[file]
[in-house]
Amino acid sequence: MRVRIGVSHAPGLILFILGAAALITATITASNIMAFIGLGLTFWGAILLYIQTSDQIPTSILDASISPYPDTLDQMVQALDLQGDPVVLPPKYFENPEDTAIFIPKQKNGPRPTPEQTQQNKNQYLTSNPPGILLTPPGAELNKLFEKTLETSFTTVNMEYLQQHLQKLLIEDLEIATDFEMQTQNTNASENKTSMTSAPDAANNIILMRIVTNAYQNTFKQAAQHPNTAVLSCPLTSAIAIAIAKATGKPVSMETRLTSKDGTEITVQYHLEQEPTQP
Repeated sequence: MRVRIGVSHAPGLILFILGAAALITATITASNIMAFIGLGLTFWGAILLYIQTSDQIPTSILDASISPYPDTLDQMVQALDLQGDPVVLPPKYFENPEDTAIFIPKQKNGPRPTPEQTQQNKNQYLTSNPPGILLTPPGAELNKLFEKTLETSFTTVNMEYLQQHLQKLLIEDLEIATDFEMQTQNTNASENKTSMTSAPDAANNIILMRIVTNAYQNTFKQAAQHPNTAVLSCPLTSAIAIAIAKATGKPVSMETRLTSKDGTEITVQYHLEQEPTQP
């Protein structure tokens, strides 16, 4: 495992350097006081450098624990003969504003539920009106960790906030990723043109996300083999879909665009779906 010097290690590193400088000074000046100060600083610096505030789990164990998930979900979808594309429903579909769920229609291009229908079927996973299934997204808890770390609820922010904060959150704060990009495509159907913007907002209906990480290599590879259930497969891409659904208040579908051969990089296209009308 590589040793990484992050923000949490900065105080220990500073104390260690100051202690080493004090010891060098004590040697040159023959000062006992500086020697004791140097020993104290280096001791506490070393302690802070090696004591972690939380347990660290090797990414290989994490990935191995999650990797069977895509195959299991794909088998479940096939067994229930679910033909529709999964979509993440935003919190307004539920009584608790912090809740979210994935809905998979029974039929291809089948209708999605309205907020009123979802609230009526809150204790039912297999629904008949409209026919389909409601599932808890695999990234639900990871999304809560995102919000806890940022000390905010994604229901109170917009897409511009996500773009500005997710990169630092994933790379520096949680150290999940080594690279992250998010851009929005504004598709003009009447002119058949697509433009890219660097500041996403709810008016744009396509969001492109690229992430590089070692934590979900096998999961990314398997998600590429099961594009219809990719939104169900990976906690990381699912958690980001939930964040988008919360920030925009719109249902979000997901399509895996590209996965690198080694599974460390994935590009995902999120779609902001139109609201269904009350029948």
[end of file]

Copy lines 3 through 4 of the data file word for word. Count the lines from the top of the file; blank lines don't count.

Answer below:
Repeated sequence: MRVRIGVSHAPGLILFILGAAALITATITASNIMAFIGLGLTFWGAILLYIQTSDQIPTSILDASISPYPDTLDQMVQALDLQGDPVVLPPKYFENPEDTAIFIPKQKNGPRPTPEQTQQNKNQYLTSNPPGILLTPPGAELNKLFEKTLETSFTTVNMEYLQQHLQKLLIEDLEIATDFEMQTQNTNASENKTSMTSAPDAANNIILMRIVTNAYQNTFKQAAQHPNTAVLSCPLTSAIAIAIAKATGKPVSMETRLTSKDGTEITVQYHLEQEPTQP
């Protein structure tokens, strides 16, 4: 495992350097006081450098624990003969504003539920009106960790906030990723043109996300083999879909665009779906 010097290690590193400088000074000046100060600083610096505030789990164990998930979900979808594309429903579909769920229609291009229908079927996973299934997204808890770390609820922010904060959150704060990009495509159907913007907002209906990480290599590879259930497969891409659904208040579908051969990089296209009308 590589040793990484992050923000949490900065105080220990500073104390260690100051202690080493004090010891060098004590040697040159023959000062006992500086020697004791140097020993104290280096001791506490070393302690802070090696004591972690939380347990660290090797990414290989994490990935191995999650990797069977895509195959299991794909088998479940096939067994229930679910033909529709999964979509993440935003919190307004539920009584608790912090809740979210994935809905998979029974039929291809089948209708999605309205907020009123979802609230009526809150204790039912297999629904008949409209026919389909409601599932808890695999990234639900990871999304809560995102919000806890940022000390905010994604229901109170917009897409511009996500773009500005997710990169630092994933790379520096949680150290999940080594690279992250998010851009929005504004598709003009009447002119058949697509433009890219660097500041996403709810008016744009396509969001492109690229992430590089070692934590979900096998999961990314398997998600590429099961594009219809990719939104169900990976906690990381699912958690980001939930964040988008919360920030925009719109249902979000997901399509895996590209996965690198080694599974460390994935590009995902999120779609902001139109609201269904009350029948």